My Father is a boxing fan. So I grew up as a little boy going to fights, watching them on closed circuit TV and, (yes I’m old enough to remember) listening to them on the radio. Cassius Clay was one of my Dad’s biggest heroes, and as I came of age during the Vietnam years, I quickly understood why this made sense, and what a profound American hero Ali truly is.
Fast forward to a meeting in 2008 where my agent asks me, “If you could do an in-depth project with any athlete in the world, who would it be?” The words “Muhammad Ali” literally fly out of my mouth. Within a year he has me sitting in the Madison Avenue offices of Muhammad Ali Enterprises, where we inked a deal for me to be an Official Artist to the Ali family archive.
I dreamed of this opportunity for so long that it felt completely surreal to be sitting in Ali’s offices now, being granted permission to use images directly from Muhammad Ali’s personal archive. The boardroom was beautifully appointed, all quiet and relaxed, but I just couldn’t shake an eerie feeling that, in theory, The Champ himself could bust thru a door at any moment, and either shake my hand with a big smile, or punch me in the head and knock me out cold. So I just took some deep breaths and tried to stay calm enough to listen to the meeting.
I daydreamed back to one of my Mom’s favorite stories about seeing Mr. Ali and his entourage walking through a Las Vegas casino late one night. She described him as “the most handsome man I have ever seen.” Recalling the story seemed to calm me down a bit.
In the meeting I could hear people talking about how I would be able to use their archive. Muhammad Ali’s archive spans his entire career beginning with his amateur bouts in Louisville Kentucky, thru all the landmark fights, The Thrilla in Manila, Rumble in the Jungle, and his Civil Rights battles that would define an entire generation.
The people in the boardroom start showing me examples of images from the archive.
And at first I really could not believe that I was even being allowed to see these images, let alone use them in my art. The whole experience transported me to a place where Ali is maybe sitting at his coffee table on a lazy afternoon, kindly showing me through his personal photo albums and scrap books. Again, the only word I have for it is surreal.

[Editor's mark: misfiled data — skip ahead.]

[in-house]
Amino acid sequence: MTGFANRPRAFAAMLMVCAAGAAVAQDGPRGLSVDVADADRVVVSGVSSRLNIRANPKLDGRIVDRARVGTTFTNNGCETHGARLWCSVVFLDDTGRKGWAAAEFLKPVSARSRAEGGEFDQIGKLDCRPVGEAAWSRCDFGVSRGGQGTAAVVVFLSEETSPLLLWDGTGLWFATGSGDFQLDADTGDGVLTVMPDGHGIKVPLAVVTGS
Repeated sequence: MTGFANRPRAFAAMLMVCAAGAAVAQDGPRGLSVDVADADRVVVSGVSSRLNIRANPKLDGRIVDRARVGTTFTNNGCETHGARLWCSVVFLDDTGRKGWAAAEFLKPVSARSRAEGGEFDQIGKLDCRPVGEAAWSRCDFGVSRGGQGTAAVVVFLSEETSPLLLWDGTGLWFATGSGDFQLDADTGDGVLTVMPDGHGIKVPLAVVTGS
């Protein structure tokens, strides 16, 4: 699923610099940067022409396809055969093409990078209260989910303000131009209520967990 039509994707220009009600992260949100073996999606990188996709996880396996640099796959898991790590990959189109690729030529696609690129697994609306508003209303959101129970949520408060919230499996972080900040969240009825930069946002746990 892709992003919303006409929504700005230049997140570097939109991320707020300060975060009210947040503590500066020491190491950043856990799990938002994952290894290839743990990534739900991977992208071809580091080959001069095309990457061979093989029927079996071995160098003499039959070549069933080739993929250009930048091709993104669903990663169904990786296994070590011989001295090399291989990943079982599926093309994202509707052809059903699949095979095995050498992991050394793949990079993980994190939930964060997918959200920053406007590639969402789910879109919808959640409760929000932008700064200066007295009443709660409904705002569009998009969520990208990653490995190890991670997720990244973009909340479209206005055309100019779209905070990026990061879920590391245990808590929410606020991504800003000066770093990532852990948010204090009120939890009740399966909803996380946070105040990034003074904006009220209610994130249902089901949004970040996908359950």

The material is rare and amazing. Here they are, literally thousands of photos taken of Ali in the ring. Here he is on the stand accepting the Olympic Gold Medal in Rome 1960, here he is riding in a ticker-tape parade through downtown London, next, relaxing at home with friends, then shadow-boxing with Elvis in a Las Vegas hotel room, and finally here he is meeting with historic figures like Malcolm X, Elijah Muhammad and every sports-world dignitary you can image.
How could it be that same little boy in me, who had watched Ali from afar, and across a lifetime, was now paging through these photo albums, excitedly thinking of turning this story into Art?
Very shortly my excitement turns back again to fear. This time the fear is reminiscent of the “we’re not worthy!” scene in a Wayne’s World movie. How can I possibly even try to tell this story with my art? Ali is superhuman! He’s larger than life both in and out of the boxing ring! He is a man that our popular culture frequently compares to Superman!… mostly because people have just plain run out of words to describe him. And I’m supposed to make paintings that tell this man’s life’s story? …one of the most important stories in American History? We rode the elevator back down to Madison Avenue, my head still buzzing.
After the shock wore off, I got started. And the images I’m showing you today are the results of the past 4 years of my labor on the project.
Hope you enjoy them!
All the best, Peter